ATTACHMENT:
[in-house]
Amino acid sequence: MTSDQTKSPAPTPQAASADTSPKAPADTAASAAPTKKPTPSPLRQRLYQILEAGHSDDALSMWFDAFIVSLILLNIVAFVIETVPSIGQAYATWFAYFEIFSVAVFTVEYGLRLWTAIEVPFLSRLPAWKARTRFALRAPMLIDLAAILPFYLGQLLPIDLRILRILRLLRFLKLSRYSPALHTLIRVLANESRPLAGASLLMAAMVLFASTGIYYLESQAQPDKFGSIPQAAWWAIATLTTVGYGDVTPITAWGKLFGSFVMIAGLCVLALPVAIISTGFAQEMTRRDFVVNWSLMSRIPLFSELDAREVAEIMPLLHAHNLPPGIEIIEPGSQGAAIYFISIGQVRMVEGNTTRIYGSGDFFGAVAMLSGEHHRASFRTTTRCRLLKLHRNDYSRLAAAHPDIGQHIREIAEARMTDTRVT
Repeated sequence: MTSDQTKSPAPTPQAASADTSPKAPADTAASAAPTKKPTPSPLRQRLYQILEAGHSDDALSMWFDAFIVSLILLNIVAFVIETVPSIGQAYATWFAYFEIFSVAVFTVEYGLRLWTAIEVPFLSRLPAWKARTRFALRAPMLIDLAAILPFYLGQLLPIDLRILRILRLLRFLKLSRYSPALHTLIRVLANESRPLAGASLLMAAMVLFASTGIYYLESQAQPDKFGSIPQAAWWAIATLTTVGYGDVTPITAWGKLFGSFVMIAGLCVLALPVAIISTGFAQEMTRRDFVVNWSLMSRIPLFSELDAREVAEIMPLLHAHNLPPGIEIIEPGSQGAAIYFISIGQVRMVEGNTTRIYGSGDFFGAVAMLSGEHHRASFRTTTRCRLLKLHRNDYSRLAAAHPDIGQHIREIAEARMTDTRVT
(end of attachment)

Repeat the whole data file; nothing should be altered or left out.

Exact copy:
[in-house]
Amino acid sequence: MTSDQTKSPAPTPQAASADTSPKAPADTAASAAPTKKPTPSPLRQRLYQILEAGHSDDALSMWFDAFIVSLILLNIVAFVIETVPSIGQAYATWFAYFEIFSVAVFTVEYGLRLWTAIEVPFLSRLPAWKARTRFALRAPMLIDLAAILPFYLGQLLPIDLRILRILRLLRFLKLSRYSPALHTLIRVLANESRPLAGASLLMAAMVLFASTGIYYLESQAQPDKFGSIPQAAWWAIATLTTVGYGDVTPITAWGKLFGSFVMIAGLCVLALPVAIISTGFAQEMTRRDFVVNWSLMSRIPLFSELDAREVAEIMPLLHAHNLPPGIEIIEPGSQGAAIYFISIGQVRMVEGNTTRIYGSGDFFGAVAMLSGEHHRASFRTTTRCRLLKLHRNDYSRLAAAHPDIGQHIREIAEARMTDTRVT
Repeated sequence: MTSDQTKSPAPTPQAASADTSPKAPADTAASAAPTKKPTPSPLRQRLYQILEAGHSDDALSMWFDAFIVSLILLNIVAFVIETVPSIGQAYATWFAYFEIFSVAVFTVEYGLRLWTAIEVPFLSRLPAWKARTRFALRAPMLIDLAAILPFYLGQLLPIDLRILRILRLLRFLKLSRYSPALHTLIRVLANESRPLAGASLLMAAMVLFASTGIYYLESQAQPDKFGSIPQAAWWAIATLTTVGYGDVTPITAWGKLFGSFVMIAGLCVLALPVAIISTGFAQEMTRRDFVVNWSLMSRIPLFSELDAREVAEIMPLLHAHNLPPGIEIIEPGSQGAAIYFISIGQVRMVEGNTTRIYGSGDFFGAVAMLSGEHHRASFRTTTRCRLLKLHRNDYSRLAAAHPDIGQHIREIAEARMTDTRVT